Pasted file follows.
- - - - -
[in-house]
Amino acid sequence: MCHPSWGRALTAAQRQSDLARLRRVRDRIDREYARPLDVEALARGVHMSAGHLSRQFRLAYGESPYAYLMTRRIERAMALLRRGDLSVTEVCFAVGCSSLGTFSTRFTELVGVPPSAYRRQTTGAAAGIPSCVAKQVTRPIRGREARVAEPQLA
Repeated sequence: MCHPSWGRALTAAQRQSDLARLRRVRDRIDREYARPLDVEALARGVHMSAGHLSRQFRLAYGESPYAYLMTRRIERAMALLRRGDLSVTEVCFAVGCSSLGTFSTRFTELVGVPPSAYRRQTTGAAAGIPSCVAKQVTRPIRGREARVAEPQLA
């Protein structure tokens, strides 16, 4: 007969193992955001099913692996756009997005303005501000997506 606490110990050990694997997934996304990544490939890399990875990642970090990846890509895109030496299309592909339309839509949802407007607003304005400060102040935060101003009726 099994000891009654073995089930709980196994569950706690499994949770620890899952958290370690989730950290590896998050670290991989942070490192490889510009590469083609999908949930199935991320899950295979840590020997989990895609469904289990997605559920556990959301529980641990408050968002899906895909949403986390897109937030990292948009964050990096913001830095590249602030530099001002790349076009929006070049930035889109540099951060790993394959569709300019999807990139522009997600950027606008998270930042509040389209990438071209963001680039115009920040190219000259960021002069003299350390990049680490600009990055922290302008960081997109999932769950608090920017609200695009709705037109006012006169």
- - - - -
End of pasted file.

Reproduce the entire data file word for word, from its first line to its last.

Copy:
[in-house]
Amino acid sequence: MCHPSWGRALTAAQRQSDLARLRRVRDRIDREYARPLDVEALARGVHMSAGHLSRQFRLAYGESPYAYLMTRRIERAMALLRRGDLSVTEVCFAVGCSSLGTFSTRFTELVGVPPSAYRRQTTGAAAGIPSCVAKQVTRPIRGREARVAEPQLA
Repeated sequence: MCHPSWGRALTAAQRQSDLARLRRVRDRIDREYARPLDVEALARGVHMSAGHLSRQFRLAYGESPYAYLMTRRIERAMALLRRGDLSVTEVCFAVGCSSLGTFSTRFTELVGVPPSAYRRQTTGAAAGIPSCVAKQVTRPIRGREARVAEPQLA
């Protein structure tokens, strides 16, 4: 007969193992955001099913692996756009997005303005501000997506 606490110990050990694997997934996304990544490939890399990875990642970090990846890509895109030496299309592909339309839509949802407007607003304005400060102040935060101003009726 099994000891009654073995089930709980196994569950706690499994949770620890899952958290370690989730950290590896998050670290991989942070490192490889510009590469083609999908949930199935991320899950295979840590020997989990895609469904289990997605559920556990959301529980641990408050968002899906895909949403986390897109937030990292948009964050990096913001830095590249602030530099001002790349076009929006070049930035889109540099951060790993394959569709300019999807990139522009997600950027606008998270930042509040389209990438071209963001680039115009920040190219000259960021002069003299350390990049680490600009990055922290302008960081997109999932769950608090920017609200695009709705037109006012006169």